I don’t have a Badger skull for my collection, so when I saw a roadkill Badger near my house I naturally took it home and placed it near the Pawnee Ditch behind my house. To see how it would fare, I placed a trail camera near it and watched for a week.
Here it rests. (Note: Trail Cameras are quite cheap, somewhat good automatic instruments. Their pictures often aren’t as good as those of cell phones, but they cost a quarter as much. When a photographer leaves a camera out in the woods in hopes of getting an interesting picture, he doesn’t want to be financially devastated if he returns to find it gone.)
The next morning at 3:22 it received its first of several visitors. (I have selected just some of the animals. You wouldn’t be interested in my neighbors’ cats.) The Badger was still full at this time.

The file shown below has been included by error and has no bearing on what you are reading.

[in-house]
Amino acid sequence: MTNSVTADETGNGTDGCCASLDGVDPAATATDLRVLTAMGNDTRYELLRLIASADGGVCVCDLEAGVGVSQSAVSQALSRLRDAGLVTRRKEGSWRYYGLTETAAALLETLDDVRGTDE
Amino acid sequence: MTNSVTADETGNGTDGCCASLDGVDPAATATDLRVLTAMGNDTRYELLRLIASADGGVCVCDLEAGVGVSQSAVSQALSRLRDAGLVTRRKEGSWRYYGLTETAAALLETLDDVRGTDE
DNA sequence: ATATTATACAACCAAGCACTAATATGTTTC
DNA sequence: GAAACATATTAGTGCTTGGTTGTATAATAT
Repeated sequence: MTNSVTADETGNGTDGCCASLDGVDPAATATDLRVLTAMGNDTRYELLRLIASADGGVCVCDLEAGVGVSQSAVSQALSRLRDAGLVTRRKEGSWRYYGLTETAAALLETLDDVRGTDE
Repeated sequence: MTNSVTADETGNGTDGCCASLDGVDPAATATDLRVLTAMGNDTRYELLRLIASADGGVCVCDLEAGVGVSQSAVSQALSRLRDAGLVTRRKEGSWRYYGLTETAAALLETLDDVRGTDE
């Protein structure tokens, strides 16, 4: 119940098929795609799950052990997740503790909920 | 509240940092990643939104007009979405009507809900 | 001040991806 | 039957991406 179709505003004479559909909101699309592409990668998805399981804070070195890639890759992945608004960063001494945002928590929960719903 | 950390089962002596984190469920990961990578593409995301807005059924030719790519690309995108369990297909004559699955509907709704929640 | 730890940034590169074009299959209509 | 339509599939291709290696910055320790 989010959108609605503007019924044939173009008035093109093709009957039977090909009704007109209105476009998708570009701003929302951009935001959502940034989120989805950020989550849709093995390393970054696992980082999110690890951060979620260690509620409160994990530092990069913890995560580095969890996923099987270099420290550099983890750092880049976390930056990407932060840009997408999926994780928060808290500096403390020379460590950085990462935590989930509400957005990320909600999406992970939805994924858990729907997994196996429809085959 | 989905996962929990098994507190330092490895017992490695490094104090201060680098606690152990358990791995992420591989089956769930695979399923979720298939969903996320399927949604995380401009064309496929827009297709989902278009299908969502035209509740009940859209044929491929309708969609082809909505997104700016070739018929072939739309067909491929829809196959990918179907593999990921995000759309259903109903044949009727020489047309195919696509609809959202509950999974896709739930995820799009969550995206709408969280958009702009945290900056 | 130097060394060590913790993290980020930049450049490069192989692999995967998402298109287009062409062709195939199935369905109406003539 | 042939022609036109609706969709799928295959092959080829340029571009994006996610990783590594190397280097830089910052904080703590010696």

Two days later the decay and consumption of the animal is obvious. The visiting animals didn’t eat, just investigated.
The real work was being done by the baby flies, Maggots of several airborne creatures.
By the evening of August third little was left.
The skunk was the last visitor I bothered to record. I had hoped for some Turkey Vultures, but they wouldn’t cooperate even though they circled the neighborhood. (The collision had destroyed the skull, so I got nothing but pictures.)